As I mentioned above, one of the best ways to begin this process is by using a cancellation survey. There are many ways to approach this, but a simple thing you can do in the beginning is by building out what they call a cancellation exit survey. A cancellation survey can appear in many forms, but the most basic one would be one where you swap out the “cancel subscription” button with a question and a series of responses. It can look something like this:
This can be created easily with a native one-click survey tool like YesInsights. All you have to do is create a one click survey and embed it directly on the cancellation page of your SaaS product. The next thing you want to do is to create trigger based actions based on the response that they select. We make it easy at YesInsights for you to do this via our Zapier‘s integration.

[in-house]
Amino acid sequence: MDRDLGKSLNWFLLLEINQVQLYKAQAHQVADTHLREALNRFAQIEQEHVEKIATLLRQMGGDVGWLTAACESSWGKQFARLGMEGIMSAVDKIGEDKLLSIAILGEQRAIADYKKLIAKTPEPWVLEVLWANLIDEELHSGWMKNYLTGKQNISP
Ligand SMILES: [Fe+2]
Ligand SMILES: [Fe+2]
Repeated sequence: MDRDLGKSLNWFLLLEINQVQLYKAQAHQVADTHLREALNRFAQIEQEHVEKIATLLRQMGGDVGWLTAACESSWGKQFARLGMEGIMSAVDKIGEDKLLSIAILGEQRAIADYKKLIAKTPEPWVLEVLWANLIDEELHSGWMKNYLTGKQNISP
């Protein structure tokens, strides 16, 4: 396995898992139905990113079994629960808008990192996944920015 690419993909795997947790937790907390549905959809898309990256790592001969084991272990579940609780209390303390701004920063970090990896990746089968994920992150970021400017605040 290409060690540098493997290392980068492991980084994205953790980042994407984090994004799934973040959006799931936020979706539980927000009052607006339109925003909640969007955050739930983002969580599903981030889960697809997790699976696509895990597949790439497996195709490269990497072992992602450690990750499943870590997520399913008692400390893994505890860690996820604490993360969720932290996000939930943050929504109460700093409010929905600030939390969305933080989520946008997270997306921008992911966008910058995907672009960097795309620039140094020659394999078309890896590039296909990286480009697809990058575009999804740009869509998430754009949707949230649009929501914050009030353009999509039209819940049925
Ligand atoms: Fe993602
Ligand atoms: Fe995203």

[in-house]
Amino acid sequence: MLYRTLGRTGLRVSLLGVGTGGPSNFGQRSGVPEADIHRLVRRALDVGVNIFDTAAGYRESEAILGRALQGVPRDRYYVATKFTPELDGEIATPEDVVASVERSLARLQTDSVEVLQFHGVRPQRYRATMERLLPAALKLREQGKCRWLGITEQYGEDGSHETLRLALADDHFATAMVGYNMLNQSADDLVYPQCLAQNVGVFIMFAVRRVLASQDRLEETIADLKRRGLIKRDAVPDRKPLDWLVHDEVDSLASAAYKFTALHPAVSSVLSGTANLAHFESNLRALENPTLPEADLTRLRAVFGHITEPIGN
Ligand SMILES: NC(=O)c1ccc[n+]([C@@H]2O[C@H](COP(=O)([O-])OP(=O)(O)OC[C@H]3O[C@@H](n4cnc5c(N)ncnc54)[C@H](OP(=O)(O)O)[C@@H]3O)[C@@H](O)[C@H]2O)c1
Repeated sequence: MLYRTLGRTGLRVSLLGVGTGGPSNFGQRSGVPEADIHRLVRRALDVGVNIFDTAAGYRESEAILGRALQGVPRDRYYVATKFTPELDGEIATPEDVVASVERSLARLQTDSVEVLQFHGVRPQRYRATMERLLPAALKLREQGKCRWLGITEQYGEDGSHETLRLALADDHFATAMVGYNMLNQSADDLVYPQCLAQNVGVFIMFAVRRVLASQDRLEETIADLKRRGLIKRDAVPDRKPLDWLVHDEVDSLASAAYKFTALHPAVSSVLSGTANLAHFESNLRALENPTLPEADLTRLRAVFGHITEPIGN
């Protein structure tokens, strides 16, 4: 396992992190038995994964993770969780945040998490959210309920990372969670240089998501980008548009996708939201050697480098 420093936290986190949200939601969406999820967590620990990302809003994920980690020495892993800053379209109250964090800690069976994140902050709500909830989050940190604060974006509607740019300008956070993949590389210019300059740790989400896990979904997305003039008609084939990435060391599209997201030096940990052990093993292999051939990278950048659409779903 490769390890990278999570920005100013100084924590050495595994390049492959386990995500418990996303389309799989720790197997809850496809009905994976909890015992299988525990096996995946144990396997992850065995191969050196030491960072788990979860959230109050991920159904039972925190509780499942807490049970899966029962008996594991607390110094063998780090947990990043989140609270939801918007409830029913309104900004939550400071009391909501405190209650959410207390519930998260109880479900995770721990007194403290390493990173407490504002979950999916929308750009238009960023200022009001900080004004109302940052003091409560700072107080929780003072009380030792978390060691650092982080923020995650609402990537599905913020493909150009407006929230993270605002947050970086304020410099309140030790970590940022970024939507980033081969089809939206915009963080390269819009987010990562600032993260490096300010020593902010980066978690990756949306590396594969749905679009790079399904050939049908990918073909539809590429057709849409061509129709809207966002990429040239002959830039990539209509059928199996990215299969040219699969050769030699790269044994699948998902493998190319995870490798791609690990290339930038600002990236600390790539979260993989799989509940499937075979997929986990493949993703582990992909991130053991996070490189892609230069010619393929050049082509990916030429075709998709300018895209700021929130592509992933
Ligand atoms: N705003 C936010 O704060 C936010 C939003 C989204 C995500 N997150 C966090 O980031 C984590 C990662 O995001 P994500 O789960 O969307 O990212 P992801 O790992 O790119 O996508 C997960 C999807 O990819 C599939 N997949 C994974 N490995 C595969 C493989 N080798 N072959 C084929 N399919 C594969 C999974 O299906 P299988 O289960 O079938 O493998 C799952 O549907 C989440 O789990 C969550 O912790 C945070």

Surprisingly, these type of cancellation survey replacements work quite well. I was recently subscribed to an event listing service and instead of a cancellation button, they prompt me with something similar to the picture shown above. I ended up selecting the response to extend my trial for an additional free 7 days and now I’m a paying customer of the product. Sometime a customer doesn’t really want to cancel. They probably just haven’t been nurtured long enough to understand the value of your product. This cancellation survey will help.
The second type of cancellation survey will be one that you send through an email. You want to only send this survey after you’ve tried implementing the solution above and the customer decides to cancel anyway. It’s the perfect time to reach out to gain even more feedback and learn why the customer decide to churn.
Usually email cancellation surveys start with an open ended question related to the cancellation. It should look something like this.